OAKLAND, Calif.—Most pieces of software don’t have the power to get someone arrested—but Tyler Technologies’ Odyssey Case Manager does. This is the case management software that runs on the computers of hundreds and perhaps even thousands of court clerks and judges in county courthouses across the US. (Federal courts use an entirely different system.)

Typically, when a judge makes a ruling—for example, issuing or rescinding a warrant—those words said by a judge in court are entered into Odyssey. That information is then relied upon by law enforcement officers to coordinate arrests and releases and to issue court summons. (Most other courts, even if they don’t use Odyssey, use a similar software system from another vendor.)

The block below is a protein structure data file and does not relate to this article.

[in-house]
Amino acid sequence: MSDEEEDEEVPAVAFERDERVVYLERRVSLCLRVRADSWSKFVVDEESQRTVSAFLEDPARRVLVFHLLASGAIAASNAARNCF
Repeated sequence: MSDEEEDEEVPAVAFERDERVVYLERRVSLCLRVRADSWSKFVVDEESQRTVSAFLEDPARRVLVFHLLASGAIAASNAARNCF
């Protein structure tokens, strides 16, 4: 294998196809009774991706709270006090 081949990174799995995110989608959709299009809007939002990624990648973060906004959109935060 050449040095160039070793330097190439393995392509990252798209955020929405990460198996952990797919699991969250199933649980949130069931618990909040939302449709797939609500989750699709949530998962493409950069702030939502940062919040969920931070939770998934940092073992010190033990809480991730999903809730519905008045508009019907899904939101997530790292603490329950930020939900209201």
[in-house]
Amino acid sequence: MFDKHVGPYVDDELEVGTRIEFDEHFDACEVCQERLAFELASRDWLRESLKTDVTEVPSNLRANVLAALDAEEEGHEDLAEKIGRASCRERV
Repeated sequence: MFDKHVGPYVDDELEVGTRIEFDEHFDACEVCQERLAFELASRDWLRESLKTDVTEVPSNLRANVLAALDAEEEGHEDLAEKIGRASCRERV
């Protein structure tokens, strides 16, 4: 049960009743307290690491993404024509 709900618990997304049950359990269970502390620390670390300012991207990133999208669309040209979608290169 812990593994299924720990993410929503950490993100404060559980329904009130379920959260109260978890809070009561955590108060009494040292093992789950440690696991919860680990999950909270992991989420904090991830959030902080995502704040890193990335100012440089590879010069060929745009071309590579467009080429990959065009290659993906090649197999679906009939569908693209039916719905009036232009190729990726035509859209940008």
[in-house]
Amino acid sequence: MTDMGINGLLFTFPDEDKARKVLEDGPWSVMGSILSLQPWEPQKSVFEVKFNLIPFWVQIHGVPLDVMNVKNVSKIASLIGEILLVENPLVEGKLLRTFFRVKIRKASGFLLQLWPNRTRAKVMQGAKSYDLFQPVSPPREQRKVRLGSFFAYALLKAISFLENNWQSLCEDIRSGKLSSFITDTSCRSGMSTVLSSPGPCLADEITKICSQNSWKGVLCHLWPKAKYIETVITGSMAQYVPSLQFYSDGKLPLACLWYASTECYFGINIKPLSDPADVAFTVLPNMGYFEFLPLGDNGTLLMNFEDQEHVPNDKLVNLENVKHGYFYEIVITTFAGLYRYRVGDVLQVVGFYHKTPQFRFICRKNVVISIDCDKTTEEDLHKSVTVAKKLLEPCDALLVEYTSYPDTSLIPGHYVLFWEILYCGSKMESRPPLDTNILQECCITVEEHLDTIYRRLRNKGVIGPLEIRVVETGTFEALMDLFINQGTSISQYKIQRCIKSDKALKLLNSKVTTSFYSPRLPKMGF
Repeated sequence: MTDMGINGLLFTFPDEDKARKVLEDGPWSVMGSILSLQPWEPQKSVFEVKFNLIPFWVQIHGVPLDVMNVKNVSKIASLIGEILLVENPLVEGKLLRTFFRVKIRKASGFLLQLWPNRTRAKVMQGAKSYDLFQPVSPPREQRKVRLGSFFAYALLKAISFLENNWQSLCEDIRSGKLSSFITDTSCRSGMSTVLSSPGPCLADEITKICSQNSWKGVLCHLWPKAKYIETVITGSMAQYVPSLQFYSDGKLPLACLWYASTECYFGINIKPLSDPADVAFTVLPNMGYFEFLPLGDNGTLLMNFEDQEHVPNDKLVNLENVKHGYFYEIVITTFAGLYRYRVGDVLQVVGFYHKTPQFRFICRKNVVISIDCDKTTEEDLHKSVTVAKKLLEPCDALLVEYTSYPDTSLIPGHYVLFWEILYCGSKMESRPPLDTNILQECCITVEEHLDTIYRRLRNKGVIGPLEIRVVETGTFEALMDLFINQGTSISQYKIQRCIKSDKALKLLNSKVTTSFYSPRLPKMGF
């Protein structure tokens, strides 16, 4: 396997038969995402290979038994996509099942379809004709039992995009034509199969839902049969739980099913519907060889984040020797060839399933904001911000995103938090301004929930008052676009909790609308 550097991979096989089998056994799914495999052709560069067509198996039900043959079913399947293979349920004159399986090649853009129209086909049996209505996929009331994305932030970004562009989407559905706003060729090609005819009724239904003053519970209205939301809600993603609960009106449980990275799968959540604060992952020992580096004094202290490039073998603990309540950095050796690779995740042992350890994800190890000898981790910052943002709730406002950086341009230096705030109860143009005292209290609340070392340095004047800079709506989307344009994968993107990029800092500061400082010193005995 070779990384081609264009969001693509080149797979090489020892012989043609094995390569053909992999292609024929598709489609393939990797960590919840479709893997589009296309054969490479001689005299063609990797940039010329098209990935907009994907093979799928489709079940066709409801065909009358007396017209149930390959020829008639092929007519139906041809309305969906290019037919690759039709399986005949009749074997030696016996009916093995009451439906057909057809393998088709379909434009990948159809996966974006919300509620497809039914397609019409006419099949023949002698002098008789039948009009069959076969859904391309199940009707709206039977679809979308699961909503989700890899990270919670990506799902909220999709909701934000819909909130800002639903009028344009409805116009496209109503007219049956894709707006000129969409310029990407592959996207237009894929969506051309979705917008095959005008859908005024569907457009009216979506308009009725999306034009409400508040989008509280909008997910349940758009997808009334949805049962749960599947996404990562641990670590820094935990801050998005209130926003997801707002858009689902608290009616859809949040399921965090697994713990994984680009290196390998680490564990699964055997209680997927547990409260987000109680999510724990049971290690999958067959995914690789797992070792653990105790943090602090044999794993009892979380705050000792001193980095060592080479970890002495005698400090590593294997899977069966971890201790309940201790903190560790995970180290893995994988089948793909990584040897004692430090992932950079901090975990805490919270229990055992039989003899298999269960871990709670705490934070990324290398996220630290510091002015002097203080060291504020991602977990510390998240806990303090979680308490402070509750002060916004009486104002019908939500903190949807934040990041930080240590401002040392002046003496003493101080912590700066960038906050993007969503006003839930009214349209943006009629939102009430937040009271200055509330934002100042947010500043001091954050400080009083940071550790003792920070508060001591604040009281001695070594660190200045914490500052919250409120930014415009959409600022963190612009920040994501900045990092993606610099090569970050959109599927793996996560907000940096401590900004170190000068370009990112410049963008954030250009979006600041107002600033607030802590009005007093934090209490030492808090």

But, just across the bay from San Francisco, one of Alameda County’s deputy public defenders, Jeff Chorney, says that since the county switched from a decades-old computer system to Odyssey in August, dozens of defendants have been wrongly arrested or jailed. Others have even been forced to register as sex offenders unnecessarily. “I understand that with every piece of technology, bugs have to be worked out,” he said, practically exasperated. “But we’re not talking about whether people are getting their paychecks on time. We’re talking about people being locked in cages, that’s what jail is. It’s taking a person and locking them in a cage.”

First, let me commend Jeff Chorney for stating that jails are cages. Too many people like to prevent that isn’t the case. Second, he has a point. Case management software, as we’ve seen in this case, can have severe ramifications if bugs are left in the code.